In a timing-critical system, correctness not only depends on the logical results but also on the time at which the results are produced. Examples can be found in a wide range of applications in healthcare, automotive systems, aerospace, power grids, water distribution, disaster recovery, etc. The increasing complexity of hardware and software components has imposed more and more challenges to successfully meet all the timing requirements in timing critical system designs. With increasing use of embedded systems and cyber-physical systems, timing correctness and functional correctness have to be both maintained to ensure the correct behavior of such systems.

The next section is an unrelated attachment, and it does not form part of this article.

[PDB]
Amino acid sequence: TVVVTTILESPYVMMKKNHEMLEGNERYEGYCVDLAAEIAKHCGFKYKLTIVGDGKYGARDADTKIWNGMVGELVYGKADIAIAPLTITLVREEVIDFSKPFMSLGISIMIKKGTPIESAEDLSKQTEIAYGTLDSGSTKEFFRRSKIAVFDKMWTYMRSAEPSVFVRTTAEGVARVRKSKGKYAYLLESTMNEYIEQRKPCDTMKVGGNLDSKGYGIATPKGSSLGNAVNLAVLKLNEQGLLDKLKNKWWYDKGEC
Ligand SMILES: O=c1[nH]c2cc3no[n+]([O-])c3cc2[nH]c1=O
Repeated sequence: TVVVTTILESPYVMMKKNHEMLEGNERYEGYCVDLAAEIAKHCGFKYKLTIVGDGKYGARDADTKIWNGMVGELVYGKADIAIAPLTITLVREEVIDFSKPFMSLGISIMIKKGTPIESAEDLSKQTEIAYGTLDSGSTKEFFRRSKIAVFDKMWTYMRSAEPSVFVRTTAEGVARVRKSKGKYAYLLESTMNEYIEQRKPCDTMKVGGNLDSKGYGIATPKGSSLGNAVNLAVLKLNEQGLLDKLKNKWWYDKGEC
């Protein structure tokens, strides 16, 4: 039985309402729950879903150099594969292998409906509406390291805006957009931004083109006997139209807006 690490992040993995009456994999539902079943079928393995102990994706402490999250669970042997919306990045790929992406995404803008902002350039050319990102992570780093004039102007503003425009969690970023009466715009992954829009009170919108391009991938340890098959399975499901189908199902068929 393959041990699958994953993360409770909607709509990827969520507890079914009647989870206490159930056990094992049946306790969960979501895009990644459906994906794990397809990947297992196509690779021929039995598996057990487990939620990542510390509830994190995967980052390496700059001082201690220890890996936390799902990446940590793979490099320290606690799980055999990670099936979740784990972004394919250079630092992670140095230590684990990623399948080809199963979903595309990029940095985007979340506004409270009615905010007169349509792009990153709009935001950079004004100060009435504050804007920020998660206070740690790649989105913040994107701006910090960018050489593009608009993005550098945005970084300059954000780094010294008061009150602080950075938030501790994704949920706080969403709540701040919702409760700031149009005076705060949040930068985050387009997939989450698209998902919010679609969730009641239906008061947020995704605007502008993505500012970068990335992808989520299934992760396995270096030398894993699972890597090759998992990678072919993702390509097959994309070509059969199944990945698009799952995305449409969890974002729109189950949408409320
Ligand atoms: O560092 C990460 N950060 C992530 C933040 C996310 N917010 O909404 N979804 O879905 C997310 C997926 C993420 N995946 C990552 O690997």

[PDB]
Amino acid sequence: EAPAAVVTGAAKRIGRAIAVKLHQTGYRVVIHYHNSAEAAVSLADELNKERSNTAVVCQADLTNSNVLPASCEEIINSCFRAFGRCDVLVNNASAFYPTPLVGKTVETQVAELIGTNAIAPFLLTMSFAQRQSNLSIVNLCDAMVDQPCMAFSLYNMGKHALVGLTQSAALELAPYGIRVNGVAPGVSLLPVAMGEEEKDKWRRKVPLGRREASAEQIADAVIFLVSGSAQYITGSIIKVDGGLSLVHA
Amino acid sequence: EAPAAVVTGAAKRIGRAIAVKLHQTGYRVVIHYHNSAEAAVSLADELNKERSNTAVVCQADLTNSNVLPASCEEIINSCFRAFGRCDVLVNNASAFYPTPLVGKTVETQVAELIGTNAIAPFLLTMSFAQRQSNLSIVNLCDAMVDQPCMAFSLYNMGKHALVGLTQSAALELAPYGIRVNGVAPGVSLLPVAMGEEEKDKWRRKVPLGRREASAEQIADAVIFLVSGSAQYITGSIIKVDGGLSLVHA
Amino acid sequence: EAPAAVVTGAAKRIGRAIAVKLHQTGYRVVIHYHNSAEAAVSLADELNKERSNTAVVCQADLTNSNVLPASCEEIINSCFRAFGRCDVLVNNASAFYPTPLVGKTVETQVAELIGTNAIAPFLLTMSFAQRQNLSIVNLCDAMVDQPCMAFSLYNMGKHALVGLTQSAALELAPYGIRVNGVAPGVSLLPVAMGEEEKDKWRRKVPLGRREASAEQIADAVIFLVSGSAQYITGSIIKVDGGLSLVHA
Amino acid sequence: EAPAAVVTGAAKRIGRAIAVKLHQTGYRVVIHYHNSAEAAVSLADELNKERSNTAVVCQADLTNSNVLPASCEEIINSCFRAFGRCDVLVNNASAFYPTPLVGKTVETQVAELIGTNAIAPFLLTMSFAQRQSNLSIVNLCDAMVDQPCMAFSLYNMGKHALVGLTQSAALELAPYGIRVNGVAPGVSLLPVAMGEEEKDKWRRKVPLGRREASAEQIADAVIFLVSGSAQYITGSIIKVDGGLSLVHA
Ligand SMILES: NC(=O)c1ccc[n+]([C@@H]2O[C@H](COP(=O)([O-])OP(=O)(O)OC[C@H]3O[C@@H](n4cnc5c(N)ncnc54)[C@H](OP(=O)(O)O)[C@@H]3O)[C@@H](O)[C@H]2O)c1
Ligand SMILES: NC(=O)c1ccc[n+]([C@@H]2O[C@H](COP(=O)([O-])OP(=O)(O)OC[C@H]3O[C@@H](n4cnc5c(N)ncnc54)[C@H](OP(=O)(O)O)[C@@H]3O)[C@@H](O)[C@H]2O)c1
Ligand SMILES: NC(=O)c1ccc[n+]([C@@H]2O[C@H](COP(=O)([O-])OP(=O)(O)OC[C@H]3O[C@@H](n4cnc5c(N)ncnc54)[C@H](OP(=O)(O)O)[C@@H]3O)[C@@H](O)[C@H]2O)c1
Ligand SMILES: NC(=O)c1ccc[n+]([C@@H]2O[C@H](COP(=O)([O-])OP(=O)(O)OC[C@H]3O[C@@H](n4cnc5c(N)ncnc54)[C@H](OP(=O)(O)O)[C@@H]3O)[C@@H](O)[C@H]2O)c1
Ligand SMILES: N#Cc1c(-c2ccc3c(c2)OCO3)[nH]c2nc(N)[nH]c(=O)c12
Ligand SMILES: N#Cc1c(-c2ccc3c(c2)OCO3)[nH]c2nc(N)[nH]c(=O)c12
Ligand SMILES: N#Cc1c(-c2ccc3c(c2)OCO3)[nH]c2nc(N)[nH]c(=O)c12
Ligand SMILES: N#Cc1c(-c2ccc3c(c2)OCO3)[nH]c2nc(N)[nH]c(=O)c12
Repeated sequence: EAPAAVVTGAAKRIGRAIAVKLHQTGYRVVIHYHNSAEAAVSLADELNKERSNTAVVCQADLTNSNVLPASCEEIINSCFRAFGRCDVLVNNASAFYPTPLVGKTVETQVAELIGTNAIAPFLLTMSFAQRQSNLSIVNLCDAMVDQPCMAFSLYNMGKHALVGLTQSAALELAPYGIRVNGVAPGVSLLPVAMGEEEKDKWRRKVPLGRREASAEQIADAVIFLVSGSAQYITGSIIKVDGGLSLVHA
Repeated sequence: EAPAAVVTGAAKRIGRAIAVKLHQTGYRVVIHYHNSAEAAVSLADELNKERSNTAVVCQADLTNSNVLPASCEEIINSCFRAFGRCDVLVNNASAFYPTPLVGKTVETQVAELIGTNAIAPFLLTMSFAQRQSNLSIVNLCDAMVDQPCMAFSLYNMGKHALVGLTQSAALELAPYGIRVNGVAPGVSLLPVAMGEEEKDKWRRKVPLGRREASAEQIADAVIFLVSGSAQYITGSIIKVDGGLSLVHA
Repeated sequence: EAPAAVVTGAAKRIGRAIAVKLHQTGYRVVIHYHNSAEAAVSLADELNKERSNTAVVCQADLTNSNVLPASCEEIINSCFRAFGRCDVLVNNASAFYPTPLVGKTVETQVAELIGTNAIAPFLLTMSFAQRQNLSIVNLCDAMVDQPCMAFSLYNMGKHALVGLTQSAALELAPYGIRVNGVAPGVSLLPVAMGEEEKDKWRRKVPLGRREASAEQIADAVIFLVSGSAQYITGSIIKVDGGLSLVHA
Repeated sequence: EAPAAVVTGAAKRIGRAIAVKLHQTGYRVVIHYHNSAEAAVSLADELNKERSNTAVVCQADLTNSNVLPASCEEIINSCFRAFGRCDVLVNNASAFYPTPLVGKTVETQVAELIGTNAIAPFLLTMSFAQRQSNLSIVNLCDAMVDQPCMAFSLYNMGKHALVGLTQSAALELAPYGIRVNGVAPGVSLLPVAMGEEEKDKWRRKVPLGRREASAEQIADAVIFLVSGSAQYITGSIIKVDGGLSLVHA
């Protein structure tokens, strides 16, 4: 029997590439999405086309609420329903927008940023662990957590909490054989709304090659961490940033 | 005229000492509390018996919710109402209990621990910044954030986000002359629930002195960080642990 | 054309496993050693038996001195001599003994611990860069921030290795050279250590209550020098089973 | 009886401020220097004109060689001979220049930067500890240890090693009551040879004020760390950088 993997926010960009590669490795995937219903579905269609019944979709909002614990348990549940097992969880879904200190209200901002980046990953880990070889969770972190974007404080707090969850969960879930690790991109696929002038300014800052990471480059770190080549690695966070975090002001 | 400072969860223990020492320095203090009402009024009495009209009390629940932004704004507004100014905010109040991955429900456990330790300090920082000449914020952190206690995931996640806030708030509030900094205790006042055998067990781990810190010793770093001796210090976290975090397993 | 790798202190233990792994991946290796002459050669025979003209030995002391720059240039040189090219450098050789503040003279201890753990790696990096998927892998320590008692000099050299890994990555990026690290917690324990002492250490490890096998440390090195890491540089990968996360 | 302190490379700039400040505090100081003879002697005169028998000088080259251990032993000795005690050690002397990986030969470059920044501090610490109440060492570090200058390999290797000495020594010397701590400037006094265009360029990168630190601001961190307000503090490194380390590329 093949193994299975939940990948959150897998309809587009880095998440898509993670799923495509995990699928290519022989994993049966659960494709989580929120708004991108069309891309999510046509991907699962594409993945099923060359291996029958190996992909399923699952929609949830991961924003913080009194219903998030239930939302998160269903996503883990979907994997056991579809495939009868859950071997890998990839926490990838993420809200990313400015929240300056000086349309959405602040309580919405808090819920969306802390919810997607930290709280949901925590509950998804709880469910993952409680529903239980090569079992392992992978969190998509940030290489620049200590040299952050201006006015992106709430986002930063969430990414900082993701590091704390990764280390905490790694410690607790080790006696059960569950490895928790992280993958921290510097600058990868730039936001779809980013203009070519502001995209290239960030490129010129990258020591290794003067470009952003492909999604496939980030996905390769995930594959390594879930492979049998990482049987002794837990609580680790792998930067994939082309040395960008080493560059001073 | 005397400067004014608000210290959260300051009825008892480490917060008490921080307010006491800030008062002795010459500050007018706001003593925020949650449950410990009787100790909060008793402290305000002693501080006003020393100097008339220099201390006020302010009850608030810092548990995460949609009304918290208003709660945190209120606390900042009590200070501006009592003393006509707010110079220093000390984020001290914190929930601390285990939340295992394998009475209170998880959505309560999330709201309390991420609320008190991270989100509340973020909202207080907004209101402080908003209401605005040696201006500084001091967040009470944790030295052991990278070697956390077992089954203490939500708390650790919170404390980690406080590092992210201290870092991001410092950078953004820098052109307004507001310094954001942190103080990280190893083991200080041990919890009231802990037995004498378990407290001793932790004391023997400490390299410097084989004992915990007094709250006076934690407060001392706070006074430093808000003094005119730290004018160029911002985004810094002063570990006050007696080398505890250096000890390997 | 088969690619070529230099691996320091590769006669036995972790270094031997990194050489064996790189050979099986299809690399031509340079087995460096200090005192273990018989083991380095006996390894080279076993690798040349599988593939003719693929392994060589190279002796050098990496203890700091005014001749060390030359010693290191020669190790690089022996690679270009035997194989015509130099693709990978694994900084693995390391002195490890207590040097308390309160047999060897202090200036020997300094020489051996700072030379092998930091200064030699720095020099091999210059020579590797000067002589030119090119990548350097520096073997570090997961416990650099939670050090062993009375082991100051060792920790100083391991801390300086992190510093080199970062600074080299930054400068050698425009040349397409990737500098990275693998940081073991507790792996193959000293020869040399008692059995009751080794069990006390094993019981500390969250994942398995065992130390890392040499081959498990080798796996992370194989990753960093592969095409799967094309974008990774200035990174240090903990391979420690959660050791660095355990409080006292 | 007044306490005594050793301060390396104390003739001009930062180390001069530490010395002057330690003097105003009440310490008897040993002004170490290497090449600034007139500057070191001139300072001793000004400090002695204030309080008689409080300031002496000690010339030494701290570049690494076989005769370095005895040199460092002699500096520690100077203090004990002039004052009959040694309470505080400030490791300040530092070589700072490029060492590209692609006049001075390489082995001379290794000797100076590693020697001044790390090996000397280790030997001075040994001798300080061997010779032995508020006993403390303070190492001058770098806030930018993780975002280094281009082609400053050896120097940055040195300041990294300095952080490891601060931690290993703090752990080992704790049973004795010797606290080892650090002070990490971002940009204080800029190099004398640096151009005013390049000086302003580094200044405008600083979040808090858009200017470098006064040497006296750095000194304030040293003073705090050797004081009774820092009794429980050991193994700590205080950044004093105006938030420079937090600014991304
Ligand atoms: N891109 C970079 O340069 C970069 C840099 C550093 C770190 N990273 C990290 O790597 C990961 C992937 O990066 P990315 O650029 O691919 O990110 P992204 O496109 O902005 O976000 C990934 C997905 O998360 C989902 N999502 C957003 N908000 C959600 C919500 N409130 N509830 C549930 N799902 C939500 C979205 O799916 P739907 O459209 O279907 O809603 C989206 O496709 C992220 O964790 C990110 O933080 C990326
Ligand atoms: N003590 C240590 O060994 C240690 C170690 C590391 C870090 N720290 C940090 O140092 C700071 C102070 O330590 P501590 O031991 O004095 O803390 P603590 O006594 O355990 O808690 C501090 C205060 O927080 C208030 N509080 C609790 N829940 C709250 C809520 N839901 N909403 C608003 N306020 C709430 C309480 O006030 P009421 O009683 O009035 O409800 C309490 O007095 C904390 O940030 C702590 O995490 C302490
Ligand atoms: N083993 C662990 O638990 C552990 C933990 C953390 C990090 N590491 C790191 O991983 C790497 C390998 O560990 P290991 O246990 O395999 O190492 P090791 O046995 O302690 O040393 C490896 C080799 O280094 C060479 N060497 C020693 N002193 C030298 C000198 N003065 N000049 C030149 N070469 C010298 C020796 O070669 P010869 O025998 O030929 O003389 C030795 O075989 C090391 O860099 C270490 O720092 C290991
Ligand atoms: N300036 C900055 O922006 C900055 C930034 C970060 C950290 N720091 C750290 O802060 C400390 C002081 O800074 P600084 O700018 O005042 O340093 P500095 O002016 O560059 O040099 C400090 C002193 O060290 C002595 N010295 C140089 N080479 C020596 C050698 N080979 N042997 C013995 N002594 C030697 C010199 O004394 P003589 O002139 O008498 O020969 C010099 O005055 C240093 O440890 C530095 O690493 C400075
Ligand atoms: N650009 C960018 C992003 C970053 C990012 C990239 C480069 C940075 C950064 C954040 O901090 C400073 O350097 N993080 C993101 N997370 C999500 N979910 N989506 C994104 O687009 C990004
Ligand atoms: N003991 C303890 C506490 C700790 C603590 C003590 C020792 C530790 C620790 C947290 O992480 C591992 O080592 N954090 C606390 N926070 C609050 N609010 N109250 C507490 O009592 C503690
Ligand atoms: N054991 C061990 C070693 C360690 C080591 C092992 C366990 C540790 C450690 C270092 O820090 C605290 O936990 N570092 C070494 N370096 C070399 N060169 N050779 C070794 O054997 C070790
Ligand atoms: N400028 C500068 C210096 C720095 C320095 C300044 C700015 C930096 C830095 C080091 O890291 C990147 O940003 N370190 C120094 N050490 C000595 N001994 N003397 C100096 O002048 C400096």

The tutorial will feature two short talks to cover important design and research issues of timing critical systems, ranging from the historical perspectives, current design practice, to future design visions. The tutorial addresses key aspects of timing critical system design. The first lecture gives a short introduction regarding requirements and challenges of timing critical system design and an overview of scheduling issues in timing critical systems and explains some solutions back to 1970’s and their applications at present. Specifically, the assumptions and applicability of some classical results will be discussed and several misconceptions will be detailed to provide examples of misuse. The second lecture addresses the lack of flexibility of the classical real-time task models and presents the recent development of more flexible task models and the applications in automotive systems. The tutorial is concluded with open research questions that are needed for designing timing critical systems in the future.